OpenTable files for first venture-backed IPO of 2009

OpenTable, the online restaurant reservation company has filed to go public, making it the first technology company initial public offering in many months. It comes, counterintuitively, at a when people are cutting back on expenses — and eating out less.

The company works with more than 10,000 restaurants, using a combination of software and hardware to allow people to make online and mobile reservations. It made $41.3 million in revenue through September 30 of last year, a sharp increase over the previous year, according the IPO filing (available here, with excerpts below).

Indeed, last June Matt Marshall conservatively estimated the company was making nearly $15 million a year with the potential to be a $100 million company based on its growth. It charges $1 per diner seated through its web site, and $0.25 per diner if the OpenTable reservation is made through a restaurant’s own site, along with other reservation-related revenue streams.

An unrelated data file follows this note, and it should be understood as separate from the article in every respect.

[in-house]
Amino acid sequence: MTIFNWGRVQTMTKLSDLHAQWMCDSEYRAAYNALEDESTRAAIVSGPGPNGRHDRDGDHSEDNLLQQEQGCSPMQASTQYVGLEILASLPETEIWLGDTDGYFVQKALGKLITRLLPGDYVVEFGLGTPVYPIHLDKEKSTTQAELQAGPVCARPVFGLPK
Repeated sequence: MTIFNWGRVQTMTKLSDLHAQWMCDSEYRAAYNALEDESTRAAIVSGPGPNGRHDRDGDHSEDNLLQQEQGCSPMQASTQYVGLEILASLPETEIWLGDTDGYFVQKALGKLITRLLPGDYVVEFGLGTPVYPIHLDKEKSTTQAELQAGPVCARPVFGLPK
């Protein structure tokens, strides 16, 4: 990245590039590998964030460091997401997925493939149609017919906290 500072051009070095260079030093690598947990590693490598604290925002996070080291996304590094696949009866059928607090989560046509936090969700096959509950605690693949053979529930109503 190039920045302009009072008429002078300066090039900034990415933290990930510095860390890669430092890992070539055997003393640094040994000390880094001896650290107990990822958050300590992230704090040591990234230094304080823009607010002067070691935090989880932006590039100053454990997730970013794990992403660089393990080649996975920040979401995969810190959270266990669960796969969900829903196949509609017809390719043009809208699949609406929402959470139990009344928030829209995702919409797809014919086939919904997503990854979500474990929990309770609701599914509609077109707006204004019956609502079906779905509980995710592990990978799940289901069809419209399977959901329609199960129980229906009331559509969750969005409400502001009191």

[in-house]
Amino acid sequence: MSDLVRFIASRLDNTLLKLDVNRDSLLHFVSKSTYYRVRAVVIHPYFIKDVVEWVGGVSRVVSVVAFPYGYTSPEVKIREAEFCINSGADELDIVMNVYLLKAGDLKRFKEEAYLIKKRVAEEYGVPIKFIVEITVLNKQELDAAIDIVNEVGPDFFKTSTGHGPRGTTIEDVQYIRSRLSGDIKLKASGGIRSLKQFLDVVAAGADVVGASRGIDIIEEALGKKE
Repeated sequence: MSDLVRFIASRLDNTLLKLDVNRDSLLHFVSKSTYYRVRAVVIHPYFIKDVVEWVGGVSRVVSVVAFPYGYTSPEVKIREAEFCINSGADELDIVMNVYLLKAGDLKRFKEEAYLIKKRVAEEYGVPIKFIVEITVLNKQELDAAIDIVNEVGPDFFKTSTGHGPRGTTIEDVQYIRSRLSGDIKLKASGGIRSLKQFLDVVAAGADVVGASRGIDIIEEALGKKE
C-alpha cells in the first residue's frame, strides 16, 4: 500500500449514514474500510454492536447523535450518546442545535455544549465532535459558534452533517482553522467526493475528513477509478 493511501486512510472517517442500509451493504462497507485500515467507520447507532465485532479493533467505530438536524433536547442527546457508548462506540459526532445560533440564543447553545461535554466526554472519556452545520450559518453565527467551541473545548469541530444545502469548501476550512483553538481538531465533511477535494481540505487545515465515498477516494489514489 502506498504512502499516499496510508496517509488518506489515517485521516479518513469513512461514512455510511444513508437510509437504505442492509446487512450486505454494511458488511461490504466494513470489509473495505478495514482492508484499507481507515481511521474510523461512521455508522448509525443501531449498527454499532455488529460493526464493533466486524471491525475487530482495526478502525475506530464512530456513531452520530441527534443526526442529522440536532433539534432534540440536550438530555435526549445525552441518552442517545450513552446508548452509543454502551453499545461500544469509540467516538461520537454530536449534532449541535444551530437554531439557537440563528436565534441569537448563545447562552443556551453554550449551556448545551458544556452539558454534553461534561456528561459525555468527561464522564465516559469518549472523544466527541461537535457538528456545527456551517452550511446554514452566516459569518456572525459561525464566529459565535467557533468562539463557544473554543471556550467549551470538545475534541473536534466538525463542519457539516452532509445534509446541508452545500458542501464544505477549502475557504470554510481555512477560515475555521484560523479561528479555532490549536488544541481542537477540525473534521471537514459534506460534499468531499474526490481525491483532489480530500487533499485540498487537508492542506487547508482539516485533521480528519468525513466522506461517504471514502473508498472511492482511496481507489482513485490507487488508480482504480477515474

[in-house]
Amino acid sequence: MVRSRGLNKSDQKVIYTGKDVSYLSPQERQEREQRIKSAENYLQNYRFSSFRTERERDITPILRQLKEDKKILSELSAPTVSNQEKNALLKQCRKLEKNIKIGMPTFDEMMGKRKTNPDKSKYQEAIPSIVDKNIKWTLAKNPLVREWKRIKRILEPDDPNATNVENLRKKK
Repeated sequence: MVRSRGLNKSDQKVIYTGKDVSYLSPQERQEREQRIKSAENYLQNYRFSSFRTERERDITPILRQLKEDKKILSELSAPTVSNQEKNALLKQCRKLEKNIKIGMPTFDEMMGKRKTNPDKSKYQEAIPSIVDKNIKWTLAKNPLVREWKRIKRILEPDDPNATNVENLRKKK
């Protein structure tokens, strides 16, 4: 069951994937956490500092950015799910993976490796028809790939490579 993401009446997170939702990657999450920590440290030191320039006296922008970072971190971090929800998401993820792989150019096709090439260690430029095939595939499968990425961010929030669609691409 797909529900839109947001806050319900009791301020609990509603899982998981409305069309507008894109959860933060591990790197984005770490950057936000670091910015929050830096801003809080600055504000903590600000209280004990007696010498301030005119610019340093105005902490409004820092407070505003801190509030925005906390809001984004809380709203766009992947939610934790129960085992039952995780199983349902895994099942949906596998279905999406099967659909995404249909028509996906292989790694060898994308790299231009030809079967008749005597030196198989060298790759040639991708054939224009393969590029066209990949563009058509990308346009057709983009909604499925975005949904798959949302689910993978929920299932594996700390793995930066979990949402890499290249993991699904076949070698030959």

The number of shares and the price range have yet to be determined. The bookrunning manager will be Merrill Lynch & Co. with co-managers Allen & Company LLC, Stifel, Nicolaus & Company, Inc, and ThinkEquity LLC.

San Francisco-based OpenTable brought in Paypal and eBay executive Jeff Jordan in 2007, to help “take the company to the next level.” Despite the current economic downturn — which is hitting restaurants as hard as anyone — OpenTable has few competitors and an established brand. The company aims to raise $40 million by going public, according to the filing.

Founded in 1998, it has previously raised $50 million in funding from Benchmark Capital, Impact Venture Partners and Integral Capital Partners.

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